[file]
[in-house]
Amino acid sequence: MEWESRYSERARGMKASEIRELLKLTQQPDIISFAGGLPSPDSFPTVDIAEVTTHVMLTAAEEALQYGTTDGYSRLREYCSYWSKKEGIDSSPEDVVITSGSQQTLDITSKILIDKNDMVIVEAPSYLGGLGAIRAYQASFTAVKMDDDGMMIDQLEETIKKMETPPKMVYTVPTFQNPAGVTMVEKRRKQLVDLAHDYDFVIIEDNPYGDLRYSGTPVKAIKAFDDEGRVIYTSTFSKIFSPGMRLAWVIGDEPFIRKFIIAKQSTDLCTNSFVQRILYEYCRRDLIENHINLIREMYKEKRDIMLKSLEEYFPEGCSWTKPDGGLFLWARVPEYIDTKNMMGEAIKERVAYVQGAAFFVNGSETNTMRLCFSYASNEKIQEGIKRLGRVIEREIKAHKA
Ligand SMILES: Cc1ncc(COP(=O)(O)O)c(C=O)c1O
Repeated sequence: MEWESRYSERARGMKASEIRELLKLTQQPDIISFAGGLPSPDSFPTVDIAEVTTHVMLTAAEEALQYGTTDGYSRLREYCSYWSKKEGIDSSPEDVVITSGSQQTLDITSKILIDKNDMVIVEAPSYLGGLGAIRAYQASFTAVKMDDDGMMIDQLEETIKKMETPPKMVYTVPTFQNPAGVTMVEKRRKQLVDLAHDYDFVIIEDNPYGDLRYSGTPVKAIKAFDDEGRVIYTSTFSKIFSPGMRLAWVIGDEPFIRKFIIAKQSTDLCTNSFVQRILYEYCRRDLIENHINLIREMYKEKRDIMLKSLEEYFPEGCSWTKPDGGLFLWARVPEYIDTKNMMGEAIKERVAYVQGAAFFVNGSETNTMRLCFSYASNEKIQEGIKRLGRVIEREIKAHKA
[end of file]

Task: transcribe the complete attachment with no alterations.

[in-house]
Amino acid sequence: MEWESRYSERARGMKASEIRELLKLTQQPDIISFAGGLPSPDSFPTVDIAEVTTHVMLTAAEEALQYGTTDGYSRLREYCSYWSKKEGIDSSPEDVVITSGSQQTLDITSKILIDKNDMVIVEAPSYLGGLGAIRAYQASFTAVKMDDDGMMIDQLEETIKKMETPPKMVYTVPTFQNPAGVTMVEKRRKQLVDLAHDYDFVIIEDNPYGDLRYSGTPVKAIKAFDDEGRVIYTSTFSKIFSPGMRLAWVIGDEPFIRKFIIAKQSTDLCTNSFVQRILYEYCRRDLIENHINLIREMYKEKRDIMLKSLEEYFPEGCSWTKPDGGLFLWARVPEYIDTKNMMGEAIKERVAYVQGAAFFVNGSETNTMRLCFSYASNEKIQEGIKRLGRVIEREIKAHKA
Ligand SMILES: Cc1ncc(COP(=O)(O)O)c(C=O)c1O
Repeated sequence: MEWESRYSERARGMKASEIRELLKLTQQPDIISFAGGLPSPDSFPTVDIAEVTTHVMLTAAEEALQYGTTDGYSRLREYCSYWSKKEGIDSSPEDVVITSGSQQTLDITSKILIDKNDMVIVEAPSYLGGLGAIRAYQASFTAVKMDDDGMMIDQLEETIKKMETPPKMVYTVPTFQNPAGVTMVEKRRKQLVDLAHDYDFVIIEDNPYGDLRYSGTPVKAIKAFDDEGRVIYTSTFSKIFSPGMRLAWVIGDEPFIRKFIIAKQSTDLCTNSFVQRILYEYCRRDLIENHINLIREMYKEKRDIMLKSLEEYFPEGCSWTKPDGGLFLWARVPEYIDTKNMMGEAIKERVAYVQGAAFFVNGSETNTMRLCFSYASNEKIQEGIKRLGRVIEREIKAHKA